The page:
Our decaf is the healthiest and most flavorful caffeine-free coffee that you can get anywhere. Processed using an ingeniously simple method that uses no harsh chemicals, it roasts up with a nice cherry and chocolate flavor that’s suitable any time of the day.
Decaffeinated coffee has been, unfortunately, largely left behind during the specialty coffee boom of the last 20 years. The vast majority of decaf coffee in the world is still beans of unknown origin, processed using cheap, harsh chemicals, and dumped into a sack with nothing other than the word “decaffeinated” slapped on the side.
But it doesn’t have to be like that! Our friends at Trabocca Coffee Traders source a few different fine-quality decaf beans, and we selected the one that’s most flavorful and unique. The beans were grown in Ethiopia’s southern Sidamo region, home to more genetic diversity among coffee trees than anywhere else in the world. (It is believed coffee probably first evolved in these same lush forests of southern Ethiopia.)
The coffee cherries are first processed in the same way as any other fine coffee: cherries are depulped to separate the skin, fermented in their own sticky fruit with cold water, washed, and then dried in the African sun. Once in this stable, dry form, they are ready for decaffeination.
There are a few different methods by which you can do this. Historically (and this is still true today), most decaf coffees are processed by putting the green beans in a tank and then flooding them with a chemical agent. Common chemical agents used are trichloroethylene, methylene chloride, and more recently ethyl acetate. Although studies have been ambiguous, there’s reason to believe that some of these agents are carcinogenic. Yikes. Not what you wanted when you were trying to pick a healthy option!
There are also water processes that are much more natural, but which unfortunately leach a good deal of flavor from the coffee, leaving you with that sad “Is this even really coffee, though?” feeling.
The decaffeination process we opted for skips all that and uses simple carbon dioxide. Beans are put into a pressurized tank and pumped with simple carbon dioxide gas. CO2 gas turns to a liquid under pressure, and it bonds with the caffeine molecules inside the coffee beans. Then it’s pumped back out of the chamber where it turns to gas again and releases the caffeine and can be reused.
This method is technically complex because of the pressurization of the tanks, but the huge benefit is that it’s organically simple. No strange or harsh chemicals are used, and the beans undergo a very minimal amount of change beyond losing their caffeine.
The result: pure and flavorful coffee beans with none of the nasty chemicals or waste.
If you’re watching your health — say, if you are pregnant — or if you are just generally sensitive to caffeine, this is the most delicious and healthy way you can still get that lovely, rich flavor of coffee in your cup.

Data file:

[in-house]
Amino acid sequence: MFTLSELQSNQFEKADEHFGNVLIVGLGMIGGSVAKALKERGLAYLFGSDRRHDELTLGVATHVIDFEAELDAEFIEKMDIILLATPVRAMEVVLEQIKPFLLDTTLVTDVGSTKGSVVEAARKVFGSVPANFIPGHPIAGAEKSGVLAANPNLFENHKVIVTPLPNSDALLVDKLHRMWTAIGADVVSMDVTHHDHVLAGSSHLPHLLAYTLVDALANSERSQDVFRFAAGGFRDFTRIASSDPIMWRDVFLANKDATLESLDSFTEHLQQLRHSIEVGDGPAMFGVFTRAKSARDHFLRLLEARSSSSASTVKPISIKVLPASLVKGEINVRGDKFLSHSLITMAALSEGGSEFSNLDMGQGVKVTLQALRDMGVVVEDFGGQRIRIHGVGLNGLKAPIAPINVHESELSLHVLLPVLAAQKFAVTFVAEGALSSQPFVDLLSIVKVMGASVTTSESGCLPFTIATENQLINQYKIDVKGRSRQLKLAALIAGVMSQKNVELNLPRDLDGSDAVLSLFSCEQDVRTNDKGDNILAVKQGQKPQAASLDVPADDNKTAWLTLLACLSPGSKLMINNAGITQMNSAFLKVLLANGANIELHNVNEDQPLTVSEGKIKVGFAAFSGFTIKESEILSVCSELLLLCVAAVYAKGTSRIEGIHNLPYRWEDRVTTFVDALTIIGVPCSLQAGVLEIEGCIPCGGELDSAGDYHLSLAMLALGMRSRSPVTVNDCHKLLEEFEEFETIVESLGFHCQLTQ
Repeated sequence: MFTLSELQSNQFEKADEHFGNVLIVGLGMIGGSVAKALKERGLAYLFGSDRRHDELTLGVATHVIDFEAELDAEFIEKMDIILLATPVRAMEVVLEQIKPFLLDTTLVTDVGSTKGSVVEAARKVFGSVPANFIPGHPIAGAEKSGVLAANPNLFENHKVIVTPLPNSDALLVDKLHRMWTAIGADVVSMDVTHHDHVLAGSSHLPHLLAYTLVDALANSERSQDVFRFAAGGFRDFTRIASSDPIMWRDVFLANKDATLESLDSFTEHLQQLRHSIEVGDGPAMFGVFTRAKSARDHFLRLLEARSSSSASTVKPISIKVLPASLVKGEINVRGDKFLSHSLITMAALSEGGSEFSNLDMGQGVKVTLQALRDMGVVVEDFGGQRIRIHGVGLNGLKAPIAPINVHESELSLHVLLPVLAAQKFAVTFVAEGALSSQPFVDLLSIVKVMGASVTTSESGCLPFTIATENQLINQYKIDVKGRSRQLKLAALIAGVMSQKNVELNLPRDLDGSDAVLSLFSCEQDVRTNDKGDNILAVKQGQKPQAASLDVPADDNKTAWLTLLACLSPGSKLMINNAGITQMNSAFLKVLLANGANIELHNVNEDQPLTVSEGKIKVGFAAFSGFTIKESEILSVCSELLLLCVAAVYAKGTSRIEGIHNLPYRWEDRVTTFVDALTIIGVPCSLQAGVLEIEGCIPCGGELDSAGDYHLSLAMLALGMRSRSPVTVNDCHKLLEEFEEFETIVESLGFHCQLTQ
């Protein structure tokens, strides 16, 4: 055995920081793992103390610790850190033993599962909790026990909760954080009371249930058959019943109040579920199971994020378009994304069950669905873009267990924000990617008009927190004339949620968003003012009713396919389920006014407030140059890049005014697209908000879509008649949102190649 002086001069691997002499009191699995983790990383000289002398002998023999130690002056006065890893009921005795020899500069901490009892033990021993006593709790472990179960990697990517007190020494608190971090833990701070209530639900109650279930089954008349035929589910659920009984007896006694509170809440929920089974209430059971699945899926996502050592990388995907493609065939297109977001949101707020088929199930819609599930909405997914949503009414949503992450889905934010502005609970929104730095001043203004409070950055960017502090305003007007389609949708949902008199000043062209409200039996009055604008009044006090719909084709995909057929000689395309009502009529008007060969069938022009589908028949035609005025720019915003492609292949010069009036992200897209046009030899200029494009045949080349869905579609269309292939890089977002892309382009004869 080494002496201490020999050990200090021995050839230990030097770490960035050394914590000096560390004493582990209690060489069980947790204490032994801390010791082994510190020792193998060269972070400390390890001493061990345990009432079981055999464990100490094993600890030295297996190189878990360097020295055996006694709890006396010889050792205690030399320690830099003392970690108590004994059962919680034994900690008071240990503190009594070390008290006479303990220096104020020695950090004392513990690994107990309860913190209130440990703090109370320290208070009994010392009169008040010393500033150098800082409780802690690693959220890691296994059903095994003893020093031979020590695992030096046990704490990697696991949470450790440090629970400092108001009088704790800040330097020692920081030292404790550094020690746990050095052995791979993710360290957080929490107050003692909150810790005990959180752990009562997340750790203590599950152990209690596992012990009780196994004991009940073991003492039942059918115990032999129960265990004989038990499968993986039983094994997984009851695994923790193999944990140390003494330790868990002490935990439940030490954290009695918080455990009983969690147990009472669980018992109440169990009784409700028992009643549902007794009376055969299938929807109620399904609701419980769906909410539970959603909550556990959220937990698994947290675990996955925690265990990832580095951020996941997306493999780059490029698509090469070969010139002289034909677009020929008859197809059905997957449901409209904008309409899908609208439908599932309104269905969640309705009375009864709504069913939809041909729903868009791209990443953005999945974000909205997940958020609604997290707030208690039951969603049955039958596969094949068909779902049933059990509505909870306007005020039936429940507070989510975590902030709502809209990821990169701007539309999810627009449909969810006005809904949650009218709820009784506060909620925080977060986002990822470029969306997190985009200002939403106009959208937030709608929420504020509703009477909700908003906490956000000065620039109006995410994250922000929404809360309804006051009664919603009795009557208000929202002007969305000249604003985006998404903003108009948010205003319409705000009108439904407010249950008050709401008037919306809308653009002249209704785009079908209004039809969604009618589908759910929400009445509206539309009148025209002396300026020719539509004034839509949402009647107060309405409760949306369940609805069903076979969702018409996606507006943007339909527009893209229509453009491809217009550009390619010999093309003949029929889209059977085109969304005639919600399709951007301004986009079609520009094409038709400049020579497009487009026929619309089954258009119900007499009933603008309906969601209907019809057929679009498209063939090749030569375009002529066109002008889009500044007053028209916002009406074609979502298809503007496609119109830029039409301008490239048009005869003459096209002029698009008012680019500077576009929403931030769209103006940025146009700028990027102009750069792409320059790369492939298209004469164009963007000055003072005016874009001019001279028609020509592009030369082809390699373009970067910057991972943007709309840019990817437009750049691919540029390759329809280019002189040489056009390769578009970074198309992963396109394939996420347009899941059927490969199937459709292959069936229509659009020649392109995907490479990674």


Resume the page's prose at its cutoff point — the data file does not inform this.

We use one single roast for our decaf, optimized for versatility: a straightforward s-curve profile to bring out the fruity sweetness.
Interestingly, if you look at your beans in the bag, they will appear darker than most other coffees. That’s a natural result of the CO2 process. In fact, we do not roast these beans to a higher temperature than average. They leave the roasting chamber and go into the cooling tray around 208 degrees, which is the same temperature that we use for our Ayu espresso blend, for example. But the decaf appears much darker than the Ayu.
Don’t let the appearance fool you though. This is not a “dark roast” flavor. It’s a rich, medium temperature roast with a dark chocolate base, some notes of caramel and, again, a sweet cherry-like fruitiness.
One of our roasting team, Marieke, is a talented coffee taster but she chooses to usually drink decaf for her daily cup. She says it’s the best decaf she has had!
Me on the other hand, I’m a heavy consumer of coffee, drinking lots of caffeinated cups each day. And guess what? I actually agree. It’s the nicest decaf I’ve had in my career in coffee, so much so that it’s made me reevaluate my opinion on decaf. Don’t tell any of the coffee nerds out there, but I actually like it.
The versatile roast profile means you can brew this coffee any way you like. It performs very well in a french press, percolator, or pour-over. Use about 15 ml of water for each gram of decaf in any of these methods, and you will end up with a nice, balanced cup that shows the pleasing flavors I talked about.
And in our cafe we also use this coffee to make decaf espresso shots to order. A bit more ground coffee per shot is advisable. We pack as much as 20 grams of decaf into the portafilter to extract around 45 ml of liquid espresso, in a timeframe of 24-29 seconds.
If your machine has smaller portafilters that won’t fit 20 grams, don’t worry! You can just pack a smaller amount and aim to get a smaller shot of espresso, say about 30 ml for a double shot. The flavor will still be just as rich and enjoyable. Drink it on its own, with water for an americano or long black, or add some steamed milk for a cappuccino with all the milk chocolate and cherry flavor, and none of the sleepless nights.